Can dogs take paracetamol?

Our advice on giving dogs paracetamol and other medication

Adult dogs, outside, at Cardiff Rehoming centre, being fed treats by members of Dogs trust staff.

While it may be tempting to give your pooch some paracetamol to save on vet fees, the truth is, it’s potentially dangerous and could end up costing you more in the long run.  

While some human medications are occasionally prescribed to your dog by a vet, all dogs are individuals that require a full veterinary clinical examination and assessment to identity which drugs are safest to use. All medications have a toxic dose; only your vet will be able to prescribe the correct amount. They’ll do this depending on things like your dog’s size, age, health, and a whole host of other considerations.  

Another thing to consider is that all drugs have side effects and can react badly with any other medications your dog may be taking. Paracetamol, and other medications, can also make unknown, underlying conditions like liver or kidney disease much worse, or hide an injury that needs further attention. So, it’s always best to speak to your vet before giving any medications to your little pal.  

The bottom line is that complications from giving your pooch unprescribed medication can put them at risk. Their condition could get worse, and the resulting vet care could cost you a lot more than seeking vet advice in the first place. It’s far safer to get a prompt diagnosis to ensure your dog is treated quickly with the most appropriate drug.  


Over-the-counter medication and supplements

You can ask your vet about the suitability of any over the counter medication and supplements for your dog, as they’ll be able to give you the best advice. There’s no harm in asking about any alternatives to prescription medication and if they would be useful to your dog if you’re on a budget. Note that for many conditions, prescription medication is required, and you should follow your vet’s advice regarding the use of non-prescription medication and supplements.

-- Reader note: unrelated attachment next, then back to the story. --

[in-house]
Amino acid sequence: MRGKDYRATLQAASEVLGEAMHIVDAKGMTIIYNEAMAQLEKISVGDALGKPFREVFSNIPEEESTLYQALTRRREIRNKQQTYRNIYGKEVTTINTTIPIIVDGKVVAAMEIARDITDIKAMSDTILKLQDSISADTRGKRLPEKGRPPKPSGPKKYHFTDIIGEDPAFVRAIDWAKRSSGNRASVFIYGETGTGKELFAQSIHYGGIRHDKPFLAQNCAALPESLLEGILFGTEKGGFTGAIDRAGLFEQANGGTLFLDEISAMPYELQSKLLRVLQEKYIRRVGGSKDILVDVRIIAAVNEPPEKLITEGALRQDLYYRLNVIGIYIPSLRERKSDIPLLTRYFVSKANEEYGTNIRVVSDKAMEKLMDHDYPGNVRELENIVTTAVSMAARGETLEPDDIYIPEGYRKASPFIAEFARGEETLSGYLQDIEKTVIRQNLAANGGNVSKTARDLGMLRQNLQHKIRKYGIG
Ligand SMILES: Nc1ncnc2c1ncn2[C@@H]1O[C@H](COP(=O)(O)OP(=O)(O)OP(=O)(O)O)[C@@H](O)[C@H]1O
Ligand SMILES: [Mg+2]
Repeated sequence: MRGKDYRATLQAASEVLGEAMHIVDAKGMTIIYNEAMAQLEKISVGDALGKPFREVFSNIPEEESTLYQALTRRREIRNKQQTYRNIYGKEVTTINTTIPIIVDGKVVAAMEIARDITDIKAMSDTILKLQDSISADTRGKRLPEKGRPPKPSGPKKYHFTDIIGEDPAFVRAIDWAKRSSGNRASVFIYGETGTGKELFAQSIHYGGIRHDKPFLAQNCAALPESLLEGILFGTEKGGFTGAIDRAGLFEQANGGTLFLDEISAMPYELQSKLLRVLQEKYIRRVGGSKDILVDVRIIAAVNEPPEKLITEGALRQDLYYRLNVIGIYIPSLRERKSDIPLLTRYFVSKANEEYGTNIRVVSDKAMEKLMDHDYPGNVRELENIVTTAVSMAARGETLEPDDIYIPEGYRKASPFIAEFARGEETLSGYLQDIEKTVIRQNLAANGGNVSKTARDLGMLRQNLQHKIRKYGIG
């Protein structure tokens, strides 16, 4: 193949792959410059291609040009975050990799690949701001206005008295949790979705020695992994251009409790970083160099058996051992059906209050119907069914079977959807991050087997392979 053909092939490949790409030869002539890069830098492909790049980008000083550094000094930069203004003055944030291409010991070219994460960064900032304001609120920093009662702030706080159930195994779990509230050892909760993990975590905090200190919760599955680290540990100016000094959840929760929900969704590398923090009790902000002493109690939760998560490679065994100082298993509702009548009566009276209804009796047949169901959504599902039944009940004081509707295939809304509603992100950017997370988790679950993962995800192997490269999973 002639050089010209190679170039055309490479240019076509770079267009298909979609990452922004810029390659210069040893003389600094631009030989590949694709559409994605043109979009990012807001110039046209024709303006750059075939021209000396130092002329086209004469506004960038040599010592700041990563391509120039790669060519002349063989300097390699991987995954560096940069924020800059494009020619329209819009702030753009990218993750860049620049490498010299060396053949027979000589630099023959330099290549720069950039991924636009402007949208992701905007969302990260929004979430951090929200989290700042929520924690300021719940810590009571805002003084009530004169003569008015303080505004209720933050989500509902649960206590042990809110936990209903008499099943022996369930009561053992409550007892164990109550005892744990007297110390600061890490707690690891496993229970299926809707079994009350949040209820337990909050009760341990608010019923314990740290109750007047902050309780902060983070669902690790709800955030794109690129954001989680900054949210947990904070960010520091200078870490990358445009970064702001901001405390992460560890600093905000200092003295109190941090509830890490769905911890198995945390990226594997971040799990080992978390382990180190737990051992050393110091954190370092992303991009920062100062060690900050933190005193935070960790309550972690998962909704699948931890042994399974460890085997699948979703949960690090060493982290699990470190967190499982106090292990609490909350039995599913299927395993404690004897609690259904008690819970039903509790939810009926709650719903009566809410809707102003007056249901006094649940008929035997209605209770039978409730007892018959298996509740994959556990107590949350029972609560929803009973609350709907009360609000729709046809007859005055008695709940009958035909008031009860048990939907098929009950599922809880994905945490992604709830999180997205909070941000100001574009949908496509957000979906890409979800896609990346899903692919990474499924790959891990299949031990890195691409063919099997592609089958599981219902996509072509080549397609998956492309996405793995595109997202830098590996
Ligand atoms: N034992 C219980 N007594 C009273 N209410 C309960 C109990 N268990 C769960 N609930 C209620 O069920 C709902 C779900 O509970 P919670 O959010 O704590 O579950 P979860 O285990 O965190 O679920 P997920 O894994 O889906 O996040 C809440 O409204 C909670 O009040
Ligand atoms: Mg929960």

Bulk medication

Ask your vet if they’re happy to prescribe more than a month’s worth of medication to save on vet visits. This may be more cost effective, but is always at the discretion of your vet practice. Whether this is appropriate would depend on the individual circumstances of your dog's medical condition. We would always advise that you follow the advice of your vet.

Ask your vet for a written prescription

If your vet practice provides written prescriptions for you to purchase medication or preventatives elsewhere, like an online pharmacy, you can ask if they could make the prescription valid for more than one month. If appropriate for your dog and their medical condition, this could be a more cost-effective way of getting their medication. Just keep in mind that your vet may charge for writing prescriptions.

Sending out medication by post

You can also ask your vet if they’re happy to send out medication and preventative treatment (flea and worming) by post, which could help save money on petrol and travel costs. This may be possible if your dog has a stable condition and doesn’t require follow up appointments between treatments. Please note that for some medical conditions it’s important for your vet to see your dog before dispensing further medication.

How we help

If you’re in housing crises, our Hope Project may be able to help with the cost of vet care. 

We’ve also put together a handy list of other organisations who may be able to help with vet costs if you’re struggling to pay.  

Related articles

When to take your dog to the vet
Visiting the vet
When to take your dog to the vet
How to give your dog tablets
Vet care at home
How to give your dog tablets
What's poisonous to your dog
Vet care at home
What's poisonous to your dog